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|کد مقاله||سال انتشار||تعداد صفحات مقاله انگلیسی||ترجمه فارسی|
|9106||2005||13 صفحه PDF||سفارش دهید|
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Publisher : Elsevier - Science Direct (الزویر - ساینس دایرکت)
Journal : Journal of International Money and Finance, Volume 24, Issue 2, March 2005, Pages 243–255
We examine the implications of a regional, fixed exchange rate regime for global exchange rate volatility. The concept of the optimum currency area turns out to play an important role. The formation of a regional regime tends to decrease global volatility when countries are symmetric. The effects tend to be ambiguous in the case of asymmetries. The reduction in global volatility is larger when the rest of the world has more rigid labor markets than the peggers. And when the exchange rate management is done mostly by countries with relatively more flexible labor markets. And in the presence of a negative correlation in productivity shocks across countries.
The post Bretton Woods international monetary arrangements have been asymmetric. Typically, some countries maintain a system of—more or less—fixed parities among themselves while, at the same time, allowing the external value of their currencies to move freely against currencies that do not belong to their monetary arrangement. We call such a regime a mixed system. The EMS and the EMU are the most important examples in recent history of such regional, mixed regimes (other examples include unilateral pegs, currency boards and so on). Although a great deal of attention has been devoted to the study of fixed and flexible exchange rate regimes as well as of monetary union1in isolation, to the best of our knowledge, no attempt has been made to study mixed systems. The objective of this paper is to fill this gap. We are mostly interested in the global implications of a regional fixed exchange rate regime and, in particular, whether such a regime leads to a global reduction of exchange rate volatility or simply transfers volatility from one part of the global system to another. Also, we examine the factors that determine the type and magnitude of volatility transfer that takes place. Note that our analysis is also applicable to currency unions, not only fixed regimes. While in principle, a currency union may seem different from a bilateral peg, in practice they have very similar properties. The answers to the questions raised above are of practical importance. For instance, they can help evaluate the contribution of the EMS (or EMU) to global exchange rate volatility (for instance, its effects on the DM/USD or the DM/GBP rate). They can also form the basis for assessing the implications of EMU for the EUR and USD exchange rates. If the formation of EMU brings about greater global stability in exchange rates by itself then there may be less of a need for explicit international policy coordination (e.g. the adoption of target zones by major currency blocks) in order to achieve such an objective. Finally, one can use our findings to think about what would happen to the rest of the world (say, China's exchange rate) if the EU, the USA and Japan decided to limit fluctuations in their exchange rates. The existing literature has not yet provided a concrete framework for thinking about these issues. And a priori, there does not seem to exist any strong presumption concerning the sign of the global effects. Volatility eliminated in one place (say, in the DM/FF rate or in economic activity in Germany) may completely disappear from the system. Alternatively, it may simply resurface elsewhere (say, in the DM/GBP rate and in British macroeconomic activity). Moreover, general arguments of the type that “…if the fixed exchange rate system lowers macroeconomic volatility in the pegging countries then it will also reduce exchange rate volatility…” may not be informative because the direction of volatility changes is not uniform across the main economic variables. We believe that these questions can be best addressed within the context of a multi-country, general equilibrium model of the type commonly used nowadays in the exchange rate literature (for examples of a two country version, see Chari et al., 2003 and Collard and Dellas, 2002). We use a three country model whose main features include perfect competition, nominal wage rigidities,2 active monetary policy (forward looking Taylor rules) and a variety of shocks (supply, fiscal and monetary). We use a generic calibration of the model that relies heavily on parameters commonly used in the literature and serves as a useful benchmark. Its purpose is to illuminate the role played by various factors that have been emphasized in the optimum currency area literature (the degree of labor market flexibility and the existence of various types of international asymmetries). We find that a regional fixed exchange rate regime tends to decrease global exchange rate volatility if there is sufficient symmetry in the world economy. The results tend to be more ambiguous in the presence of asymmetries, a factor that has been emphasized by the optimum currency area – OCA – theory. In particular, the reduction in volatility is greater when the “ins” have more flexible labor markets than the “outs”, when the pegging is done by a country with a relatively more flexible labor market and with more volatile productivity, and in the presence of negative correlation in productivity across countries. Based on the obtained relationship between country characteristics and volatility, we speculate that global exchange rate volatility would be more likely to decline under a bilateral EUR/USD targeting or if it were the US – rather than the EMU members – that unilaterally targeted the EUR/USD rate. The remainder of the paper is organized as follows. Section 1 presents the three country model. Section 2 describes the calibration and Section 3 presents the main findings.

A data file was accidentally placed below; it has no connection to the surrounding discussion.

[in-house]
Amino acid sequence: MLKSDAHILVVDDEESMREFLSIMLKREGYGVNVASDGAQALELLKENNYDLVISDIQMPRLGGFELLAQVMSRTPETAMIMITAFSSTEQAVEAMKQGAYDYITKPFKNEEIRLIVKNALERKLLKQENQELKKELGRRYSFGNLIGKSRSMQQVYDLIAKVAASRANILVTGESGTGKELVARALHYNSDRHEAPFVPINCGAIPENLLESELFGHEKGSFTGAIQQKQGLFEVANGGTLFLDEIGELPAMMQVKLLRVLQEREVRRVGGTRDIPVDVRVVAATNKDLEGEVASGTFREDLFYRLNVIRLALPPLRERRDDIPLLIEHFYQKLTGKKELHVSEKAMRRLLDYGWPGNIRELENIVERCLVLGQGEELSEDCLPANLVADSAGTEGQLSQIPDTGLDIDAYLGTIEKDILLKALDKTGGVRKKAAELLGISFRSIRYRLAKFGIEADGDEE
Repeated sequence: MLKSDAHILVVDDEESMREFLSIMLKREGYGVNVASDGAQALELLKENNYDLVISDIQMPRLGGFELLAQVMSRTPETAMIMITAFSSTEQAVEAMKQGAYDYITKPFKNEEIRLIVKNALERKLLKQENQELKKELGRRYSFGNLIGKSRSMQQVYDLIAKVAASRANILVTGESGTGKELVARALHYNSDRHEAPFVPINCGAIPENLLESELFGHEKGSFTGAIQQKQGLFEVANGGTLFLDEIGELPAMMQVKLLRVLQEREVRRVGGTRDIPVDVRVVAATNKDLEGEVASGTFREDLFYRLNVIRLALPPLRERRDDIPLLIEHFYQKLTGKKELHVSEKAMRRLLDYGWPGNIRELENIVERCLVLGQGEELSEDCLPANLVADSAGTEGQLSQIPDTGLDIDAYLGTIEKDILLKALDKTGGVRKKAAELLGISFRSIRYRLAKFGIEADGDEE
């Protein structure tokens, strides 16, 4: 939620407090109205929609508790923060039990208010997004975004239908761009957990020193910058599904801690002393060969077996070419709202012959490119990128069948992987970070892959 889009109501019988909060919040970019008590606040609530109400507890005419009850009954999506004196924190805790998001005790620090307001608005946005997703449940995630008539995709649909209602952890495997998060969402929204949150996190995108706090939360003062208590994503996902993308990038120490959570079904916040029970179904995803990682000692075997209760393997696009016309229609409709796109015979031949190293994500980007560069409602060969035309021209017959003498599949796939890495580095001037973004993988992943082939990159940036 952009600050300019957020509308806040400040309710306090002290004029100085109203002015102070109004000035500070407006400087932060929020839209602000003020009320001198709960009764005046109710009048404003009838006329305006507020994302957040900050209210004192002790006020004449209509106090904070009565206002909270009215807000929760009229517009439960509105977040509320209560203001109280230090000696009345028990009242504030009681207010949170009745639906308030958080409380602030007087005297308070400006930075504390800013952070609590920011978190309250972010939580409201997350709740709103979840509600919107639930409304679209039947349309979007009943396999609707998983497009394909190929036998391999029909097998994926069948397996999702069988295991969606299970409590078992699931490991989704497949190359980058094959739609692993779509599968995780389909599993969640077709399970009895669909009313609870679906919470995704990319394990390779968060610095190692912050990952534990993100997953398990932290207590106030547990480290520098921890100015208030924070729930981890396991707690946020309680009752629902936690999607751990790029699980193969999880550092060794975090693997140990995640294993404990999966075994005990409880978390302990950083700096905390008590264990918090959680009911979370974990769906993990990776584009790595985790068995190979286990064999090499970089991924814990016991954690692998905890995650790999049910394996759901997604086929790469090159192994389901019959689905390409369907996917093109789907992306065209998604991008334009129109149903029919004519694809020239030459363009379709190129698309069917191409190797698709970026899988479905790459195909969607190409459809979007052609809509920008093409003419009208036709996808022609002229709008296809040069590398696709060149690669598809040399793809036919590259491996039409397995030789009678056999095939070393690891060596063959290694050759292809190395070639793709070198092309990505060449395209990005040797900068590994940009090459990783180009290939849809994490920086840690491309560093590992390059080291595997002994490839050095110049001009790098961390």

نتیجه گیری انگلیسی
A great deal of attention has been devoted to the study of fixed and flexible exchange rate regimes but no attempt has been made to study mixed systems. In this paper we have investigated the implications of a regional fixed exchange rate system for global exchange rate volatility. The main finding is that asymmetry (a concept emphasized in the optimum currency area literature, see Tavlas, 1993), plays an important role in determining how much of the volatility that is eliminated somewhere in the global system resurfaces somewhere else. Global exchange rate volatility tends to decrease under symmetry. This effect is more pronounced when the rest of the world has more rigid labor markets than the countries that peg their exchange rate. There are greater gains under asymmetry, when the exchange rate stabilization is done by more flexible wage countries. And finally, positive comovements in productivity across countries tend to increase global exchange rate volatility under a regional fixed regime. Based on the obtained relationship between country characteristics and volatility we speculate that global exchange rate volatility nowadays would decline were the US and the EMU group to bilaterally target the EUR/USD peg (and the effect would be larger if the rest of the world had relatively rigid labor markets). Under the same circumstances, a unilateral arrangement would also have good exchange rate volatility properties as long as it were the US rather than the Euro zone countries that did the exchange rate targeting.